Until recently I was at most mildly unaware of chestnuts. They are that thing people roast in that one Christmas carol, right? And the grocery store sells them in jars and they look like shriveled little brains. Had you asked me about chestnuts two months ago, that would have been the extent of my knowledge.
Then sometime in September my boyfriend and I were walking our pup around the park near our house and we saw this green spiny thing on the ground. I wondered aloud what it was and stepped on it a couple times. Then we walked on. But noticed that as soon as we had walked away from the thing a woman walking slightly behind us quickly snatched it up and carried it covetously – and carefully – away. I was confused and a little intrigued, but I mostly forgot all about it.
Until one day a couple weeks later when we were back at the park and realized that there were people…lots of people…milling around under a few of the trees looking at the ground. And I thought, ‘you know come to think of it those same people have been there the past few times we have come here. Hmm, how odd.’
So when we happened upon one of the spiny pods during that walk, we picked it up and took it home (it almost didn’t make it – we dropped it no less than 10 times – those suckers are really sharp!) We cracked it open at home with some heavy-duty gloves and discovered a chestnut inside. Ah ha.
Coincidentally, the next weekend at the farmers market we saw a booth selling the chestnuts still in their burrs (as I found out the spiny outer layer is called). And they were $10 per pound (!!) So, we got it then. People were swarming to our park, which has about five huge chestnut trees, to collect the chestnuts because they are apparently worth their weight in gold.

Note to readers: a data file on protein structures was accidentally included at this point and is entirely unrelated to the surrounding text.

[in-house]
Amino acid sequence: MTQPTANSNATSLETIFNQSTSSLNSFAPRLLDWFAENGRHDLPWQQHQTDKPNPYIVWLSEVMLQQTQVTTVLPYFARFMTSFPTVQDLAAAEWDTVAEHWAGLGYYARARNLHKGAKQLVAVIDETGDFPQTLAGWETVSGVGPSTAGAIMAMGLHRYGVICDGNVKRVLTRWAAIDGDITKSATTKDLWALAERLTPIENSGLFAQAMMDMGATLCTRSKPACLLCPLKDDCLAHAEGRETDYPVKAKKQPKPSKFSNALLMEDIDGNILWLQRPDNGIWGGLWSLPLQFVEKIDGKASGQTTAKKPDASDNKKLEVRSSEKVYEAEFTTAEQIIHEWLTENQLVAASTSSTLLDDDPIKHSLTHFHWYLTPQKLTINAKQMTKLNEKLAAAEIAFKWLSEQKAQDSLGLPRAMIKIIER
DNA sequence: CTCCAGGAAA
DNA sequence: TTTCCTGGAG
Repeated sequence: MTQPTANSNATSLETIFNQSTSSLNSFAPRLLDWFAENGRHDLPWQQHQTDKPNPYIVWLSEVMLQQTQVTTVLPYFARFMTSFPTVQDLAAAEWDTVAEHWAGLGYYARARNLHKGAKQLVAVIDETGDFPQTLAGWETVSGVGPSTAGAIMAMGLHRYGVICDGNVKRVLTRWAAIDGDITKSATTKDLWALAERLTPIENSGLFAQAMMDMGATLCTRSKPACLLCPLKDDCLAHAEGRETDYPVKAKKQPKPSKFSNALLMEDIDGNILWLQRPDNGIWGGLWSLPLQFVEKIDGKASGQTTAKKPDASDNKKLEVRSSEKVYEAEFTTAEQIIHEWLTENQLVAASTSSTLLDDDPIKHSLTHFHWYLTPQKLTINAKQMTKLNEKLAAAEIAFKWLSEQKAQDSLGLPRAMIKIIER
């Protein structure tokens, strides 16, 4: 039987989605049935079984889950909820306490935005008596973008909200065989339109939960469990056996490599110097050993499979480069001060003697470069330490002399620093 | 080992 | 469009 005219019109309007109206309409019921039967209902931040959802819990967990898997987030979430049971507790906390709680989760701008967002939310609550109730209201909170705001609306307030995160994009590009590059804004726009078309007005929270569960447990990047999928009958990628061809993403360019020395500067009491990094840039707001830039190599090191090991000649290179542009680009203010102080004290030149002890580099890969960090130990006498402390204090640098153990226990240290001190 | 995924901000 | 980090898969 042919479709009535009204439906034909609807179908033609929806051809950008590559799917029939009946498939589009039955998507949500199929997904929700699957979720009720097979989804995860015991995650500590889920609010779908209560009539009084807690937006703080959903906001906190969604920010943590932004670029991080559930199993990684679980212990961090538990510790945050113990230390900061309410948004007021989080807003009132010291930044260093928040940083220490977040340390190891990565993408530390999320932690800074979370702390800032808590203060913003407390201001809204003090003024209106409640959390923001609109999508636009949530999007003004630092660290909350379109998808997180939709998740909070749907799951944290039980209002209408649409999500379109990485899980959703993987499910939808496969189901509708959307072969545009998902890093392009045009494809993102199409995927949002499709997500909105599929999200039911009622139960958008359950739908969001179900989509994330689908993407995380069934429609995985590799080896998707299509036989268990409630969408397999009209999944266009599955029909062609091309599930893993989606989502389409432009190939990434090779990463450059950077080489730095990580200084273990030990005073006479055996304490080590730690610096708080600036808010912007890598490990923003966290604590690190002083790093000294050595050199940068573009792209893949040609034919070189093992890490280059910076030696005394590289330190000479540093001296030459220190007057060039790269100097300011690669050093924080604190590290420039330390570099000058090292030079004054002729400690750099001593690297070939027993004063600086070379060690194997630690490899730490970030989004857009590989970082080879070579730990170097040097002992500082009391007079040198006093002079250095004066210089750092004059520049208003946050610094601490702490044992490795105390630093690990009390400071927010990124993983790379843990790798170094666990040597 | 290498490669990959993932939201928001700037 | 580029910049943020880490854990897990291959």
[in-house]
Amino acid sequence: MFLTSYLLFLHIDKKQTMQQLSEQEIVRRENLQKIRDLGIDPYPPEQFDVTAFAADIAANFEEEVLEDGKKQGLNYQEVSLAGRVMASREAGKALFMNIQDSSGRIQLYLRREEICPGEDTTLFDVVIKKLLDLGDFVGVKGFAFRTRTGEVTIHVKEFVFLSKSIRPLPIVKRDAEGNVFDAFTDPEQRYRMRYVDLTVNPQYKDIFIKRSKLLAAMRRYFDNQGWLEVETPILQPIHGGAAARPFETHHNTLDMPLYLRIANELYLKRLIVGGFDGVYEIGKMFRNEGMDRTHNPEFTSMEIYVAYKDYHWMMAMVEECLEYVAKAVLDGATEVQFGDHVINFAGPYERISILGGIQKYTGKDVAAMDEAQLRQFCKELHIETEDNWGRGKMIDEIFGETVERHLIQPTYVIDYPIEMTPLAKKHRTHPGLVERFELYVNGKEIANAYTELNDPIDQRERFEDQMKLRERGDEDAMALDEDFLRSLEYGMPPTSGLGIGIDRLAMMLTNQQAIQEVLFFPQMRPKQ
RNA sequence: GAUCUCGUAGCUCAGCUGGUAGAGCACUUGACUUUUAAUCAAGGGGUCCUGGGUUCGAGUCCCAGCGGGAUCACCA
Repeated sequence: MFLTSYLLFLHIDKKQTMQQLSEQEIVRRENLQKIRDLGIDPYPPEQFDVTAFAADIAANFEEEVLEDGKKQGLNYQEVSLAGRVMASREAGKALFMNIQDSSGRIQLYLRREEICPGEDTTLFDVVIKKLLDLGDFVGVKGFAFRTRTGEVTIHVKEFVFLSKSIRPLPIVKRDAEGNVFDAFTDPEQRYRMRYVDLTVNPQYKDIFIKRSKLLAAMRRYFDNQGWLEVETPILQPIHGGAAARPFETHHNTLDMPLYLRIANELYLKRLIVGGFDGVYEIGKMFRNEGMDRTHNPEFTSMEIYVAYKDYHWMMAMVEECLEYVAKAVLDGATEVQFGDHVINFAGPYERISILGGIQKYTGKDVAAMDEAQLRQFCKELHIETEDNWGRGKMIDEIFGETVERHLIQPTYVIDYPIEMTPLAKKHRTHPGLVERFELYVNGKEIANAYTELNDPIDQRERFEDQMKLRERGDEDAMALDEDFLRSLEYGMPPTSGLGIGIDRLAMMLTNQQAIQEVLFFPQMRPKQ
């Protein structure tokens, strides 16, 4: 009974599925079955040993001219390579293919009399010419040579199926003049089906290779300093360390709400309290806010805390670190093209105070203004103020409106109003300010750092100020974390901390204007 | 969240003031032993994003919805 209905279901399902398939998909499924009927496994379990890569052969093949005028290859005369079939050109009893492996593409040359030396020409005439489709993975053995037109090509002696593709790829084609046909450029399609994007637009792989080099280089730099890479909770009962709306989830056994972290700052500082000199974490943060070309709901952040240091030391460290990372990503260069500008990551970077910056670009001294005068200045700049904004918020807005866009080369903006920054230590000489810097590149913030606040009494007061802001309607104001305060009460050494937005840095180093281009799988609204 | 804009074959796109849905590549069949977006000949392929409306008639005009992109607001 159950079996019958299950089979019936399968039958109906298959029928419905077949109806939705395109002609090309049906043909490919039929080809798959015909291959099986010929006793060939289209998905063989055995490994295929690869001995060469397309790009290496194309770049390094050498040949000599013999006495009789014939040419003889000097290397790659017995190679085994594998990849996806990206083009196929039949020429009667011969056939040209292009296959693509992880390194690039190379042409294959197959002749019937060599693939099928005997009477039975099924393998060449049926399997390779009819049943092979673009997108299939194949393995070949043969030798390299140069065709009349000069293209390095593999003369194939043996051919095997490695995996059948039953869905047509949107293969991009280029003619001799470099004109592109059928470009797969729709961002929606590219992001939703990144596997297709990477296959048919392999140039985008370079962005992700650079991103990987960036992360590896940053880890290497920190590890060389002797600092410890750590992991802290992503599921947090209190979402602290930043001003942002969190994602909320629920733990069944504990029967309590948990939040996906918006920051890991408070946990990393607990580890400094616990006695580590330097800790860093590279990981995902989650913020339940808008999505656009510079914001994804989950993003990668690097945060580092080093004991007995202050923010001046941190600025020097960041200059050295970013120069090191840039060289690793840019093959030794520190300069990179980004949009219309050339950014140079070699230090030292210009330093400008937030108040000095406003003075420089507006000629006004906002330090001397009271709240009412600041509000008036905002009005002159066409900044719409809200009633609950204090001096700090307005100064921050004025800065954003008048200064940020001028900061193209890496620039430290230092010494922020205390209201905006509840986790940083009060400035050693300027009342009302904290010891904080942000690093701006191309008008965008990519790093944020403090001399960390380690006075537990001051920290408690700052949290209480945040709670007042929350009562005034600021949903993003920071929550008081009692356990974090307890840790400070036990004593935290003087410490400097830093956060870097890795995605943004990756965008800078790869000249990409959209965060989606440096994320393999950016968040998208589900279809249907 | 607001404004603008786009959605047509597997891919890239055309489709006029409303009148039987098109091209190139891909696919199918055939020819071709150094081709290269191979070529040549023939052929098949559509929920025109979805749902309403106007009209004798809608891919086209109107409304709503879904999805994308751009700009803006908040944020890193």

Now when we go to the park we keep an eye out for the fallen burrs. Note: we haven’t joined the crazies who from all appearances LIVE at the park and collect the chestnuts from dawn to dusk (ok, if they are feeding their families with the revenue from these chestnuts I will feel bad calling them crazy, but given the fact that the season is two months long each year, I really don’t think that’s the case). We have, however, managed to put away a respectable stash of chestnuts and I have been using them – sparingly! – on and in many fall dishes. They add a great texture and a subtly sweet yet earthy flavor, especially to soups.
Case in point, as part of my reinvigorated obsession with Around My French Table by Dorie Greenspan I made a celery root and apple soup recently. It was simple and understated, but just delicious.
I topped it with some of our hard-won chestnuts (lightly toasted) and we ate it for dinner with a simple salad and a hunk of fresh baguette from the farmers market. We felt so French. Not to mention smugly victorious about the chestnuts that we managed to snag from the “professional” gatherers in the park AND that we didn’t have to pay $10 a pound for!
Of course, the chestnuts did not come completely without a price, as anyone who has ever shelled fresh chestnuts knows. They are basically a pain in the butt and if I wasn’t getting them for free I wouldn’t bother.
If you happen upon some though, or want to go ahead and buy some fresh at the store to see what all of the fuss is about, let me give you a piece of advice: boil them instead of roasting them in the oven. They taste the same either way and are a lot easier to peel when they’re boiled. I provide some more detailed instructions for doing this below the soup recipe. Happy chestnut season!